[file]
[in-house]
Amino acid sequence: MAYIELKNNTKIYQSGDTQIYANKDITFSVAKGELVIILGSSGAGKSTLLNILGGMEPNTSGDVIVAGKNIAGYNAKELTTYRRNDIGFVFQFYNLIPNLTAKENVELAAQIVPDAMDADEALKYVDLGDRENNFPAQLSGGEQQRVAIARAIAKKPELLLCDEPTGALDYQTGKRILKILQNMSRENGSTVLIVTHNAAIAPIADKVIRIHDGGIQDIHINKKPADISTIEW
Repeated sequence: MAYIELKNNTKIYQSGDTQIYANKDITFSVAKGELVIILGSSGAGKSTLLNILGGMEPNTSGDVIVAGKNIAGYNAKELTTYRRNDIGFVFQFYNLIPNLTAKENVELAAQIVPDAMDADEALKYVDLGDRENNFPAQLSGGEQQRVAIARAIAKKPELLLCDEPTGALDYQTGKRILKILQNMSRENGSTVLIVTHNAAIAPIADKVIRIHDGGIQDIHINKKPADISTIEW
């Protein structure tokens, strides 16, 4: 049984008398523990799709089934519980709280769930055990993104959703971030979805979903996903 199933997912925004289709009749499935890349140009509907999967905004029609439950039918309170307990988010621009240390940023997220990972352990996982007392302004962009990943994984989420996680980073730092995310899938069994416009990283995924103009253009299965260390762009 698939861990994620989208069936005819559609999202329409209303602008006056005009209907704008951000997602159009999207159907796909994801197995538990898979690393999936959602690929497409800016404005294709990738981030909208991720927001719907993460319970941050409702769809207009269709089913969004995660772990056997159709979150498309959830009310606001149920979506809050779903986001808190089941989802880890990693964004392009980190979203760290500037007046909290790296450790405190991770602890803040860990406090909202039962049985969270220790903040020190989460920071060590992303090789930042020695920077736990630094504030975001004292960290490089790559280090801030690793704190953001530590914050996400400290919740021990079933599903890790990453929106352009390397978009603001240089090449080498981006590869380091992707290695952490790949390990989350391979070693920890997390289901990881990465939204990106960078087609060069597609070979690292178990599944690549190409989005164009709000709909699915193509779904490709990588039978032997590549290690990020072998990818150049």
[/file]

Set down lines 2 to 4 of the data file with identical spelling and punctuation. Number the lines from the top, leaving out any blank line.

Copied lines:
Amino acid sequence: MAYIELKNNTKIYQSGDTQIYANKDITFSVAKGELVIILGSSGAGKSTLLNILGGMEPNTSGDVIVAGKNIAGYNAKELTTYRRNDIGFVFQFYNLIPNLTAKENVELAAQIVPDAMDADEALKYVDLGDRENNFPAQLSGGEQQRVAIARAIAKKPELLLCDEPTGALDYQTGKRILKILQNMSRENGSTVLIVTHNAAIAPIADKVIRIHDGGIQDIHINKKPADISTIEW
Repeated sequence: MAYIELKNNTKIYQSGDTQIYANKDITFSVAKGELVIILGSSGAGKSTLLNILGGMEPNTSGDVIVAGKNIAGYNAKELTTYRRNDIGFVFQFYNLIPNLTAKENVELAAQIVPDAMDADEALKYVDLGDRENNFPAQLSGGEQQRVAIARAIAKKPELLLCDEPTGALDYQTGKRILKILQNMSRENGSTVLIVTHNAAIAPIADKVIRIHDGGIQDIHINKKPADISTIEW
């Protein structure tokens, strides 16, 4: 049984008398523990799709089934519980709280769930055990993104959703971030979805979903996903 199933997912925004289709009749499935890349140009509907999967905004029609439950039918309170307990988010621009240390940023997220990972352990996982007392302004962009990943994984989420996680980073730092995310899938069994416009990283995924103009253009299965260390762009 698939861990994620989208069936005819559609999202329409209303602008006056005009209907704008951000997602159009999207159907796909994801197995538990898979690393999936959602690929497409800016404005294709990738981030909208991720927001719907993460319970941050409702769809207009269709089913969004995660772990056997159709979150498309959830009310606001149920979506809050779903986001808190089941989802880890990693964004392009980190979203760290500037007046909290790296450790405190991770602890803040860990406090909202039962049985969270220790903040020190989460920071060590992303090789930042020695920077736990630094504030975001004292960290490089790559280090801030690793704190953001530590914050996400400290919740021990079933599903890790990453929106352009390397978009603001240089090449080498981006590869380091992707290695952490790949390990989350391979070693920890997390289901990881990465939204990106960078087609060069597609070979690292178990599944690549190409989005164009709000709909699915193509779904490709990588039978032997590549290690990020072998990818150049």